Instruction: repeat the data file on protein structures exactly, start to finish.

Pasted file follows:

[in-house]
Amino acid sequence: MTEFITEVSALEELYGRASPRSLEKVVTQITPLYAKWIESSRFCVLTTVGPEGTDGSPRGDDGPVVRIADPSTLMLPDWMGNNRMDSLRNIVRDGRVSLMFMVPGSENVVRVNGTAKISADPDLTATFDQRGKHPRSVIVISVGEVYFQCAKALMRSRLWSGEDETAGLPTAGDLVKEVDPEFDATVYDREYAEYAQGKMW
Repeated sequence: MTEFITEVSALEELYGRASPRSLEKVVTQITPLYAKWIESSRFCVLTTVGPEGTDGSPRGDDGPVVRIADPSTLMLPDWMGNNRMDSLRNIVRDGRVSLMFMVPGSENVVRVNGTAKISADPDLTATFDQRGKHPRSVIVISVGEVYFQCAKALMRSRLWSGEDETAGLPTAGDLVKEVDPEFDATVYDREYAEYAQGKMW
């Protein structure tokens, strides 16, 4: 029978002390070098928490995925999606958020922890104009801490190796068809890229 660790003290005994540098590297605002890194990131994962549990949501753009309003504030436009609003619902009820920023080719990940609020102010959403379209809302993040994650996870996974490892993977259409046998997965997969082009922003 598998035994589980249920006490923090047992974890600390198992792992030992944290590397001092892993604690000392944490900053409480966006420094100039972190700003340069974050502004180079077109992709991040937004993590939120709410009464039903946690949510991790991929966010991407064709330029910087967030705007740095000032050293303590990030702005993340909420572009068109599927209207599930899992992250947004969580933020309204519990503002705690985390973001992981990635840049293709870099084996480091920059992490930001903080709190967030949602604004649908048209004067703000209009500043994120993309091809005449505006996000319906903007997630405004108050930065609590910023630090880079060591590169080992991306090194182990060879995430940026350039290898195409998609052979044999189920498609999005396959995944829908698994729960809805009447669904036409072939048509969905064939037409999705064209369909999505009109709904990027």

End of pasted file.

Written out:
[in-house]
Amino acid sequence: MTEFITEVSALEELYGRASPRSLEKVVTQITPLYAKWIESSRFCVLTTVGPEGTDGSPRGDDGPVVRIADPSTLMLPDWMGNNRMDSLRNIVRDGRVSLMFMVPGSENVVRVNGTAKISADPDLTATFDQRGKHPRSVIVISVGEVYFQCAKALMRSRLWSGEDETAGLPTAGDLVKEVDPEFDATVYDREYAEYAQGKMW
Repeated sequence: MTEFITEVSALEELYGRASPRSLEKVVTQITPLYAKWIESSRFCVLTTVGPEGTDGSPRGDDGPVVRIADPSTLMLPDWMGNNRMDSLRNIVRDGRVSLMFMVPGSENVVRVNGTAKISADPDLTATFDQRGKHPRSVIVISVGEVYFQCAKALMRSRLWSGEDETAGLPTAGDLVKEVDPEFDATVYDREYAEYAQGKMW
């Protein structure tokens, strides 16, 4: 029978002390070098928490995925999606958020922890104009801490190796068809890229 660790003290005994540098590297605002890194990131994962549990949501753009309003504030436009609003619902009820920023080719990940609020102010959403379209809302993040994650996870996974490892993977259409046998997965997969082009922003 598998035994589980249920006490923090047992974890600390198992792992030992944290590397001092892993604690000392944490900053409480966006420094100039972190700003340069974050502004180079077109992709991040937004993590939120709410009464039903946690949510991790991929966010991407064709330029910087967030705007740095000032050293303590990030702005993340909420572009068109599927209207599930899992992250947004969580933020309204519990503002705690985390973001992981990635840049293709870099084996480091920059992490930001903080709190967030949602604004649908048209004067703000209009500043994120993309091809005449505006996000319906903007997630405004108050930065609590910023630090880079060591590169080992991306090194182990060879995430940026350039290898195409998609052979044999189920498609999005396959995944829908698994729960809805009447669904036409072939048509969905064939037409999705064209369909999505009109709904990027």